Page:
Graduation Year


Date of Submission


Document Type

Campus Only Senior Thesis

Degree Name

Bachelor of Arts



Reader 1

Kathleen Brown

Terms of Use & License Information

Terms of Use for work posted in Scholarship@Claremont.

Rights Information

1997 Savannah T Stern

OCLC Record Number



With suicide on the rise nationwide, it is important now more than ever to prioritize suicide as a public health issue. This means raising awareness and conducting research aimed at developing new suicide prevention tools and strategies, as well as reevaluating and challenging already existent ones. Media messaging can be a great suicide prevention tool. Suicide depictions and reporting in different forms of media—including newspapers, online publications, film, television, and more—have the power to influence behavior. When reporting in a safe and appropriate manner, the media can influence behavior in a positive way and encourage help-seeking. However, reports that sensationalize and glamorize suicide have the potential to spark suicide contagion. Thus, when reporting on suicide it is crucial to be aware of best practices and recommendations developed by experts. In recent years, media campaigns aimed at suicide prevention have gained traction. While there has been some evidence suggesting the success of such campaigns, more research is needed in this area. Further research is also needed to assess the effects of fictional depictions of suicide in film and television.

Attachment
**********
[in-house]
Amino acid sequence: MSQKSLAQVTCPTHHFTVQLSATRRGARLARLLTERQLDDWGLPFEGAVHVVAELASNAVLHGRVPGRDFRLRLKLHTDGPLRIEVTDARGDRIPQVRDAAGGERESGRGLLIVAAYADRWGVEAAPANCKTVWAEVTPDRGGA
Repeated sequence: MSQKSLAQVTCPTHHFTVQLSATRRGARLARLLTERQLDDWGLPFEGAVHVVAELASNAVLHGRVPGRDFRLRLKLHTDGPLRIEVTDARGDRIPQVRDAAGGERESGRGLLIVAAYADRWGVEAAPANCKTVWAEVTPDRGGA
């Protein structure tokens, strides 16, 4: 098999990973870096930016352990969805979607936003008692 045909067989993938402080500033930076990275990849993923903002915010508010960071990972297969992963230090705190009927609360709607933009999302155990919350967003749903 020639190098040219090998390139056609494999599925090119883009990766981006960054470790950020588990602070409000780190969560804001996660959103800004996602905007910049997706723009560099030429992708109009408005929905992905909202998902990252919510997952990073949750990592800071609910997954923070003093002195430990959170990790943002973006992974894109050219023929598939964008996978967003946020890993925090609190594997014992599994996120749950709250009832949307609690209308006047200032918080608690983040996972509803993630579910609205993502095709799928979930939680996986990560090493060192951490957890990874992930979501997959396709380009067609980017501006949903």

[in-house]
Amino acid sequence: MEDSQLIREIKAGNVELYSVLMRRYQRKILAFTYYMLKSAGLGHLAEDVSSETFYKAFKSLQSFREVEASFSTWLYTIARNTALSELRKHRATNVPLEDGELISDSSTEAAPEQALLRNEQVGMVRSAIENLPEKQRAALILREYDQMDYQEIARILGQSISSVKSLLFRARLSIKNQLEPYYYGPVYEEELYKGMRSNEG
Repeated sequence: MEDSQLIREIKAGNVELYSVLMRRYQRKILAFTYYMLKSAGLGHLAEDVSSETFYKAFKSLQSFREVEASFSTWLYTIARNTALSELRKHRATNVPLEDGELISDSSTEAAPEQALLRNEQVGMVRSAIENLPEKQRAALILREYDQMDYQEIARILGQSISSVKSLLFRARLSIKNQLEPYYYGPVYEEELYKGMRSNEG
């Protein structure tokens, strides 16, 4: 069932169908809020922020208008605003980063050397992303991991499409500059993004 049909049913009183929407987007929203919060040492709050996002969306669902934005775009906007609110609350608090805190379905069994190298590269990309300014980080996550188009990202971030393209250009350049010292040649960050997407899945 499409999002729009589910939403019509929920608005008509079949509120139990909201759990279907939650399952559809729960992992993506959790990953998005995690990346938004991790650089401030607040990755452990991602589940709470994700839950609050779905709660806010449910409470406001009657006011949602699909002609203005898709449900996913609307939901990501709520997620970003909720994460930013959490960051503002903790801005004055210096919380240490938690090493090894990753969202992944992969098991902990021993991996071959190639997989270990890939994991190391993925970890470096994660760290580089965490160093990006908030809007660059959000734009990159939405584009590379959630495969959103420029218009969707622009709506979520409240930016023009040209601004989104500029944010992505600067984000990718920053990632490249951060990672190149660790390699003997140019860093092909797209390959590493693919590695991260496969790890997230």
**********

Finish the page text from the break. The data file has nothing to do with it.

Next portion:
This thesis is restricted to the Claremont Colleges current faculty, students, and staff.